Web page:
While milk sharing has traditionally been about helping mothers and

While milk sharing has traditionally been about helping mothers and babies have enough supply of breastmilk, in the current pandemic, milk sharing has never been more important. As parents and families struggle with securing food and sustenance for the family, ensuring sufficient food for the young should never be ignored.

Milk sharing can very well be a necessity to be shared in the community for the benefit of the very young or sick babies and children. When either mothers or babies fall ill, breastfeeding can be disrupted if both are separated. This is when donor milk can become a useful resource to rely on when a mother is unable to breastfeed her baby because of separation. Caregivers who are tending to the baby left behind can very well be equipped with a resource that provides protection to the baby, and not just a form of sustenance. 

Furthermore, with supply chains disrupted all over the world, the reality is that formula can become an expensive resource that can be difficult to find in the event of mass hoarding. Breastmilk, on the other hand, is a viable option since mothers in the community can help sustain a child by milk sharing or cross-nursing.

Empty supermarket shelves are not a nightmare – it could very well be a reality. For parents who need formula for their babies, disrupted supply chains can mean danger for their children. Breastmilk donations should be part of our nation’s emergency-preparedness policies for the young. [Stock Photo]

Is Milk Sharing Safe?

There is an abundance of literature on the concerns about milk sharing from research papers to news articles. A lot of concern centres on the safety of milk sharing especially since there is an assumption that babies who receive donor milk are also at risk falling ill from poor handling and hygiene of donated breastmilk as well as illnesses obtained from the milk donor. 

Some medical professionals such as paediatricians and doctors dismiss informal milk sharing platforms because of the concern that the donors are not screened and the donated milk not pasteurised.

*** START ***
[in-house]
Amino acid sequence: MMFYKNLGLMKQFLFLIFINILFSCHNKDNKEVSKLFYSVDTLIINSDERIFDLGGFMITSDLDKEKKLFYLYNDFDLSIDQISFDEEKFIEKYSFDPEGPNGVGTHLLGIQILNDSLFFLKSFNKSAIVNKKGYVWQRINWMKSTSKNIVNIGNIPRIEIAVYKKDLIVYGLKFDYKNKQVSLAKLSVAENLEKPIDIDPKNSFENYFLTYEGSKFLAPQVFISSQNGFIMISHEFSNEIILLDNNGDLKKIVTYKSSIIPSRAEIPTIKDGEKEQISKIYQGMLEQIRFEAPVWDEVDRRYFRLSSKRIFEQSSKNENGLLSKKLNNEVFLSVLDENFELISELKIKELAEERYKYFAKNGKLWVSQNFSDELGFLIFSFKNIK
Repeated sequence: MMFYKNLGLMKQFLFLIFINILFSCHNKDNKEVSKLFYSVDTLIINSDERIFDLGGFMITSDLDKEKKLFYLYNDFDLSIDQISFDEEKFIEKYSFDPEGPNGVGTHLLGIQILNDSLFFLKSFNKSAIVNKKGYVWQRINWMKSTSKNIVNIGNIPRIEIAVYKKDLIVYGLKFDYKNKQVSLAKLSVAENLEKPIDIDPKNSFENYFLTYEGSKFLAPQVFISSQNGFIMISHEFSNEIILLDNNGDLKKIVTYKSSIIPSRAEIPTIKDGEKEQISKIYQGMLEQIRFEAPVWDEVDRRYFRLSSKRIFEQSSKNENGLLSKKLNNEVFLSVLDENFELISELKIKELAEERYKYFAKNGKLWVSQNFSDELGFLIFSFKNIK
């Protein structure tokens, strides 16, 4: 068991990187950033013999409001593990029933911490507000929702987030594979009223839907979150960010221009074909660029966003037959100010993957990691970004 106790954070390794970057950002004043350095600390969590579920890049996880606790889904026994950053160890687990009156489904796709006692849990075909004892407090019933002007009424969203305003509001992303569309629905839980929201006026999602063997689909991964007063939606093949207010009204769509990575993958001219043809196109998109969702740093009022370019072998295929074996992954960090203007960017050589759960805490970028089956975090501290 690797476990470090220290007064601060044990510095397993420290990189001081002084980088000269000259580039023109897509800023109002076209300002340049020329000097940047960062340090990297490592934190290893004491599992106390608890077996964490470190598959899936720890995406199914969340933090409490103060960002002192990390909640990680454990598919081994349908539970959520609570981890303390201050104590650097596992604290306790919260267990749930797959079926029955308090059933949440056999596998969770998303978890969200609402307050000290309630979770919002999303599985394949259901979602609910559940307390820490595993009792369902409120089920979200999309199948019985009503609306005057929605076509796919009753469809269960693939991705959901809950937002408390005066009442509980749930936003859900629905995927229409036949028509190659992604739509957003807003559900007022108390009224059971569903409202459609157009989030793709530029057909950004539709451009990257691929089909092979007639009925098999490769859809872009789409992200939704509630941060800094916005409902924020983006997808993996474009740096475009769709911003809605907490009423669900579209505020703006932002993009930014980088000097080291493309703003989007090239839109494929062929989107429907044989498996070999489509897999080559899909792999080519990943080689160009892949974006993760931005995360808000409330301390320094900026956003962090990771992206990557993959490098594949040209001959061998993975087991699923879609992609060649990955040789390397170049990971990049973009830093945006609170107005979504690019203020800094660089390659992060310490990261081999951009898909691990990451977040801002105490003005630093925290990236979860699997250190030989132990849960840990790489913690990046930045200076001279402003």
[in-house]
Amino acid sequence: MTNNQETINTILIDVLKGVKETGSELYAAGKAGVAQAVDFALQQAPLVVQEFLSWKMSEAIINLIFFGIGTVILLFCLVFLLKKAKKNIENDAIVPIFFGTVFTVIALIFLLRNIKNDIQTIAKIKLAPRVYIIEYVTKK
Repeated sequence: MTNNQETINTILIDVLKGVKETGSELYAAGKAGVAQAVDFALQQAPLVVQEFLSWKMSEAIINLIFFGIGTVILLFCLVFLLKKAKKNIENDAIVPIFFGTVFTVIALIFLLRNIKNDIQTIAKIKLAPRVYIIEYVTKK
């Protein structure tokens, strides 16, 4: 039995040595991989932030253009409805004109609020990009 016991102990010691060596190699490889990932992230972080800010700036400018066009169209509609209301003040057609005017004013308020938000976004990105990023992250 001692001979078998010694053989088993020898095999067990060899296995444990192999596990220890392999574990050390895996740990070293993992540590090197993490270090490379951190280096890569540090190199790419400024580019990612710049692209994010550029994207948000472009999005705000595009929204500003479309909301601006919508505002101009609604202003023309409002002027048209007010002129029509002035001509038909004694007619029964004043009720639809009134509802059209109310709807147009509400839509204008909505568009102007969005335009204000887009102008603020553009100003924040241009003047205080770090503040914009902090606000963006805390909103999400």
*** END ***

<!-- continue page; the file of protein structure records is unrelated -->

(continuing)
Some literature also urged families to acquire breastmilk only from official milk banks that has a non-profit status. While these are available elsewhere in the world, Singapore only has one official milk bank which only provides the milk to premature babies in government hospitals, the KK Hospital Milk Bank. Unfortunately, the bank is only accessible to premature babies who are warded in local government hospitals. Families who wish to feed their babies with breastmilk therefore have no official platforms to go to should they require milk donations. In other countries, milk banks are considered an expensive options because costs to maintain a milk bank is expensive, making them a less attractive option.

Double Standards in Discussing Risks of Milk Sharing

Dr Karleen Gribble and  Dr Bernice Hausman, researchers who studied the trend of milk sharing, have found that there are double standards when it comes to discussing the risks of milk sharing. They wrote that:

“Breastfeeding is perceived as a risk to livelihood, while infant formulas solve problems for mothers, employers and society as a whole. In this paradigm, risks associated with feeding formula to infants are identified as a bad batch or manufacturing glitch, while risks associated with breastfeeding are represented as problems that any or all breastfeeding infants might face.”

Gribble and Hausman (2012)

The researchers observed that the risks of formula have been shadowed by economic reasons (women having to return to work, breastfeeding as impeding women working) and are downplayed while the risks of milk sharing is always considered as a be-all reason why it should never be done. 

The main fear around milk sharing usually involves contamination of milk and passing diseases to baby. However, contamination can happen in formula feeding as well. Contaminated formula milk such as salmonella and melamine poisoning have happened before that caused illnesses and deaths in babies. Improper reconstitution, dilution of formula milk and many other risks of formula have been left out in discussions surrounding its risks.